The most effective way to determine whether I am content is the frequency of my baking endeavours. The last several months (with a few exceptions) have seen a noticeable absence of a flour covered apron and a well-used mixing bowl in my life. This was mainly due to stress, an unsatisfied wanderlust, and general weltschmerz. But recently I’ve changed apartments, I’m pretty happy with the special people in my life, and the weltschmerz has been melted away by warm, endless summer days. Today I pulled out my mom’s old recipe for bread. She wrote it out for me years ago, along with all my old favourites, in a sketchbook that has become my hodge-podge, scrapbook style, collection of recipes. In a time when most people I know who bake bread create beautiful artisanal loaves, baked on stones and in Dutch ovens, and with carefully cultivated starters, my mom’s bread seems rather dull in comparison. But to me, it embodies a loving nostalgia and a comforting sense of home.
School was always hard for me, I was shy and never quite fit in so my days were often scored with an undercurrent of anxiety. In those moments when I walked through the back door to a warm house, smelling of freshly baked bread, my mouth would water in anticipation of the first slice and my anxiety would melt away, forgotten. Even today, the smell of fresh bread instills in me a sense of peace.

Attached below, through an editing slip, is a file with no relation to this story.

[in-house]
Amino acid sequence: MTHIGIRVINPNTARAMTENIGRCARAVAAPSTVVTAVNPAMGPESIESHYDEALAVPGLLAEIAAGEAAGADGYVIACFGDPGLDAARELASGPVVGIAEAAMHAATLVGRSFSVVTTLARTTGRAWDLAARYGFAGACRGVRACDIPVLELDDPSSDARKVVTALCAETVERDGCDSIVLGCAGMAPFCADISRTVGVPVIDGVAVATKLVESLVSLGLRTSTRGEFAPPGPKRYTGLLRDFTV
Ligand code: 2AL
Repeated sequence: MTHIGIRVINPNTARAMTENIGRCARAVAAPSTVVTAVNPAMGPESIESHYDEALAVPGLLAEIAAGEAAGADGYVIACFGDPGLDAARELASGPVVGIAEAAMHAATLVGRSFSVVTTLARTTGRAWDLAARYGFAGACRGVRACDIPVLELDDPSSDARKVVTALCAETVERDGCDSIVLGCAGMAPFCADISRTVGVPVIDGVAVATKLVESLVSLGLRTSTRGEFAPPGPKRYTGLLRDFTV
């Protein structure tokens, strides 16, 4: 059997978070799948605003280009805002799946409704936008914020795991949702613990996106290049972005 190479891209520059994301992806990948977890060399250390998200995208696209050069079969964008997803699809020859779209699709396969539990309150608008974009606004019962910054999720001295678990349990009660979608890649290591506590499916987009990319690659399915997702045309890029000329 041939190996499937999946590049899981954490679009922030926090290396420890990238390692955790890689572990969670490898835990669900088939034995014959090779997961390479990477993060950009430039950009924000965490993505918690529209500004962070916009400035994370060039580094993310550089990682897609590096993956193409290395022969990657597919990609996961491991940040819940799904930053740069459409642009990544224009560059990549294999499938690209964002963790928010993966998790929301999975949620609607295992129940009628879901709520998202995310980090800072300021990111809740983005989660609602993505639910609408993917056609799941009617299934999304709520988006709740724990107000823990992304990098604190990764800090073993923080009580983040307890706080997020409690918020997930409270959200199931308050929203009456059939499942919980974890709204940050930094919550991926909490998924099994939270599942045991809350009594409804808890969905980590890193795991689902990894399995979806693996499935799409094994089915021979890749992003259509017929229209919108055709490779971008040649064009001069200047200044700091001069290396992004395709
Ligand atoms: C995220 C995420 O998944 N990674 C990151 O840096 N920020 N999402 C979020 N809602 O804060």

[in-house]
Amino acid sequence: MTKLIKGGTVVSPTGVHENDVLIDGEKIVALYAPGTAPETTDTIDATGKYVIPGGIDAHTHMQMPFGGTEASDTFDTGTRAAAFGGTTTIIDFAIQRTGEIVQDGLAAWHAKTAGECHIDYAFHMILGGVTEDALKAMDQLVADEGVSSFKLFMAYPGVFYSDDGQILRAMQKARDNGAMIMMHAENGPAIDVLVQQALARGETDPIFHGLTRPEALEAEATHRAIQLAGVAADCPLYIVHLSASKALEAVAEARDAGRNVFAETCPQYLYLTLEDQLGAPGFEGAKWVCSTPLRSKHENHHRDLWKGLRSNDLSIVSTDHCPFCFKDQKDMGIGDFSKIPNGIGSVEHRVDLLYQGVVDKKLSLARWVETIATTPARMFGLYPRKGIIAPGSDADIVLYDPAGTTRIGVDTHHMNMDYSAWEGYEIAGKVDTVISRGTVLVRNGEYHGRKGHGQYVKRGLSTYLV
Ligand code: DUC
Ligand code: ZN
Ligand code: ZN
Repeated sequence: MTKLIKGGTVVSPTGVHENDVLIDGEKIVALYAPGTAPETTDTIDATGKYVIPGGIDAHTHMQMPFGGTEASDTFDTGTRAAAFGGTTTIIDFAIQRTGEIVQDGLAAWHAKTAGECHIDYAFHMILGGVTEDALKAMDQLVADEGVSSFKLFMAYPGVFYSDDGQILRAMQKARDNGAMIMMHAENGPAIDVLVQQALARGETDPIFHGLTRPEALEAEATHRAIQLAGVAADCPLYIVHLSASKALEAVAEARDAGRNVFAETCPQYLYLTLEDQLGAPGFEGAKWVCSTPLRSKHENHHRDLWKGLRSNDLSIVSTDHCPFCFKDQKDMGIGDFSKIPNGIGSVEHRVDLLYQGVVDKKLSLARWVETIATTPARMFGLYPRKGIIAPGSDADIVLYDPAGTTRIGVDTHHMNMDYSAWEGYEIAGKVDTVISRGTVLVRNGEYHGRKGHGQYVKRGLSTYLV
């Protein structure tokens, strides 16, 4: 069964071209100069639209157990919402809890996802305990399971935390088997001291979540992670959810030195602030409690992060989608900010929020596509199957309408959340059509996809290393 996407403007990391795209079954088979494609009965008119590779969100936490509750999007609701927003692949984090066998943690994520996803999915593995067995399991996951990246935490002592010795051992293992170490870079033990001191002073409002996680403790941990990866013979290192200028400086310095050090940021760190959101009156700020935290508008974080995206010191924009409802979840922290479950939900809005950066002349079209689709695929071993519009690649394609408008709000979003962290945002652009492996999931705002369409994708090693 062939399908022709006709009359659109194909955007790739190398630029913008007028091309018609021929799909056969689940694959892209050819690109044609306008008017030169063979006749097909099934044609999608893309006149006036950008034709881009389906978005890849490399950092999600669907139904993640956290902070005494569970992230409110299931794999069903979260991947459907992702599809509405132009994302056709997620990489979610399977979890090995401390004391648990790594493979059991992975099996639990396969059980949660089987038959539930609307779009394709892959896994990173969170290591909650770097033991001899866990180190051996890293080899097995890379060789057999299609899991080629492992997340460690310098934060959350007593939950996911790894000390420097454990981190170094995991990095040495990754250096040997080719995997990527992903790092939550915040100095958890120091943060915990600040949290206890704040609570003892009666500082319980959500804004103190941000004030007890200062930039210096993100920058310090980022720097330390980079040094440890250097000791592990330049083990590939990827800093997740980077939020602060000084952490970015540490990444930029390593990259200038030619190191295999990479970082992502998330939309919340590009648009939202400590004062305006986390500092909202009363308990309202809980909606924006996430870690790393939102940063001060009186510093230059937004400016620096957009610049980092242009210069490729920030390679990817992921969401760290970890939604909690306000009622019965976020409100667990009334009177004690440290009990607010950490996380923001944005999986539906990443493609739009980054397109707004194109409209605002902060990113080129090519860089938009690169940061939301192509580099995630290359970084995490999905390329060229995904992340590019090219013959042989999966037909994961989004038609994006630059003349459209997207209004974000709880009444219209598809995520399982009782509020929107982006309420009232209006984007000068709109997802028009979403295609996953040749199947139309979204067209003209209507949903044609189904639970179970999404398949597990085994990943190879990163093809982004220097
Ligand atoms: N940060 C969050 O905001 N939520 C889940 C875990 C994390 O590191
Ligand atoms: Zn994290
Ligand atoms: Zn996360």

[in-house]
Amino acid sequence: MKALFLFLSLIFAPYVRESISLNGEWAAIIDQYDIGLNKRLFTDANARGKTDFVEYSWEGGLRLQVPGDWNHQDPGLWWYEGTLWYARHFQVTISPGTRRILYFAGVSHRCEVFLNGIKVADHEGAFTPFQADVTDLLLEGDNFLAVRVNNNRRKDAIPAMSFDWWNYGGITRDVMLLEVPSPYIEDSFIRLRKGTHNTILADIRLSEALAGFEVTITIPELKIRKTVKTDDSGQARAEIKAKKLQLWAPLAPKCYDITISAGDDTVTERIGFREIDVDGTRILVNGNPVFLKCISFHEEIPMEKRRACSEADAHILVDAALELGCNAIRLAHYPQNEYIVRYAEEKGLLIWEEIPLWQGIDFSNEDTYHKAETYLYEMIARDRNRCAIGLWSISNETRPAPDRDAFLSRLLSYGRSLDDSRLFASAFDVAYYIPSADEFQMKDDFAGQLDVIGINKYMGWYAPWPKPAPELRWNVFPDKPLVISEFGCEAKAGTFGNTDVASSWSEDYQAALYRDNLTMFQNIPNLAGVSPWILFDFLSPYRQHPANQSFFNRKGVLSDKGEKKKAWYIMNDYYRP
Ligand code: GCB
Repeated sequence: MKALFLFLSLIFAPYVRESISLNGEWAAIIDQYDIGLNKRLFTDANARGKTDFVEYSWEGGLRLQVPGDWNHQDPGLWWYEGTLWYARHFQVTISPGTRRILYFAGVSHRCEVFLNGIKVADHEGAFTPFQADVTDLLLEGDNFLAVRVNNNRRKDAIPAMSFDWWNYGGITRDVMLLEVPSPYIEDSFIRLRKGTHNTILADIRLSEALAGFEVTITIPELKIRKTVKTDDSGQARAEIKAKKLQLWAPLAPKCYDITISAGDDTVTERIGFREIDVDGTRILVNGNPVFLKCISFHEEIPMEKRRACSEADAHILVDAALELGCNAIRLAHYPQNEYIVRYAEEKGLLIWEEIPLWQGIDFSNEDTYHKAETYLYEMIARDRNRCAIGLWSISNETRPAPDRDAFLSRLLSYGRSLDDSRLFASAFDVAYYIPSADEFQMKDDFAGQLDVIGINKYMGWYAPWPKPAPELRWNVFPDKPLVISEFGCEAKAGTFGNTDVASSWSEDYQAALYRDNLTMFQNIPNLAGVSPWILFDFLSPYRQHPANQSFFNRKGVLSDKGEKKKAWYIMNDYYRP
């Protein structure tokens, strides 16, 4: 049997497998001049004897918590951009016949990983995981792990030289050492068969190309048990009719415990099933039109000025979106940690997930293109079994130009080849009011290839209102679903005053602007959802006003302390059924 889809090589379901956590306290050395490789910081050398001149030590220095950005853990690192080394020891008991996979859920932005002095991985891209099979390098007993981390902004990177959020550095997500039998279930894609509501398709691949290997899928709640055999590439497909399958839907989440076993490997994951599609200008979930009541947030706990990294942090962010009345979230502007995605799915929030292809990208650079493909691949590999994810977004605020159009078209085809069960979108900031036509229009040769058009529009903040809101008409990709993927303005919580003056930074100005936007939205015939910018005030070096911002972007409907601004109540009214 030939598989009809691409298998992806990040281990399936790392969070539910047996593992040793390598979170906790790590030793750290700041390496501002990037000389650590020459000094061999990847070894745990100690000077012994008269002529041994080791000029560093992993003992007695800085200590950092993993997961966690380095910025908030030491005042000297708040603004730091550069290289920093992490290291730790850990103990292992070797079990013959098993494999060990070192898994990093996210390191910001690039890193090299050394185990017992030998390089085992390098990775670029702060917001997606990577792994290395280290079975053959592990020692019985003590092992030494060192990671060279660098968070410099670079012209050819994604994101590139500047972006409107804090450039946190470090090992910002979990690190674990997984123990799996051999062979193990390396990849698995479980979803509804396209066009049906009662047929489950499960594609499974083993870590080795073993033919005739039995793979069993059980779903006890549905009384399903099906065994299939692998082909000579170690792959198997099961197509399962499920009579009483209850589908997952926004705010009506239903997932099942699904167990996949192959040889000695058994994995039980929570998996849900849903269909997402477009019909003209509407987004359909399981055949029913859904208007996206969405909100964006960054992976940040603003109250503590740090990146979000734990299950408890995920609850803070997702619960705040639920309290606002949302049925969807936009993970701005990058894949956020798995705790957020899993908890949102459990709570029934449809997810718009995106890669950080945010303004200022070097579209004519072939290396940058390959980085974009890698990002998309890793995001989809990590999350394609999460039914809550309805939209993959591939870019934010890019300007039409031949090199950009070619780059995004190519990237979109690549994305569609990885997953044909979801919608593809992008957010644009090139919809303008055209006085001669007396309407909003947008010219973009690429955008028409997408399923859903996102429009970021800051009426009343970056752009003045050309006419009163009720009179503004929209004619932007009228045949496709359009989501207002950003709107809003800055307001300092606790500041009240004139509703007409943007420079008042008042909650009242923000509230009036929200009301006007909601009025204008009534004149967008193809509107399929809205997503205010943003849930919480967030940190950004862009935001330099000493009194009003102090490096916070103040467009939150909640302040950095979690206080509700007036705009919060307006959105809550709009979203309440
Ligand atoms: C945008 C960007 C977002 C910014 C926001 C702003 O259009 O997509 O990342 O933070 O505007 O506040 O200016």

Later, bread baking became a time of meditation and reflection. On the occasions when my mother would let me help, she would always say that we had to be very quiet or the bread wouldn’t rise. Of course, in retrospect, I suspect this was a clever ploy to ensure at least two hours of peace and quiet, but this practice of baking bread as a quiet activity stayed with me. When I was living away from home and had the occasion and motivation to take out my mom’s recipe and do my own bread baking, I always made sure I was alone and, if I had the radio on, it would be turned down as low as possible. In these times, the mixing, the kneading, and the endless wait for the dough to rise, was accompanied by silence. I would allow my mind to settle, inhaling the yeasty smell. By the time the bread was in the oven, my mind would have sunk into a deep serenity, a feeling that would last for hours afterwards.
It has been a very long time since I baked my mother’s bread. Years. But today I pulled out the sketchbook and the mixing bowls, got out the yeast and the flour, scalded the milk and stirred in the salt and sugar. I kneaded the dough, my arms moving back and forth as my hands folded and shaped. I waited, quietly and patiently, whilst the bread rose, magically expanding and overtaking its space. I shaped the loaves and waited some more, silent all the while. Soon, my tiny apartment was filled with the smell of baking bread, taking me back to that child version of me, whose anxiety could be cured by a simple slice of my mother’s homemade bread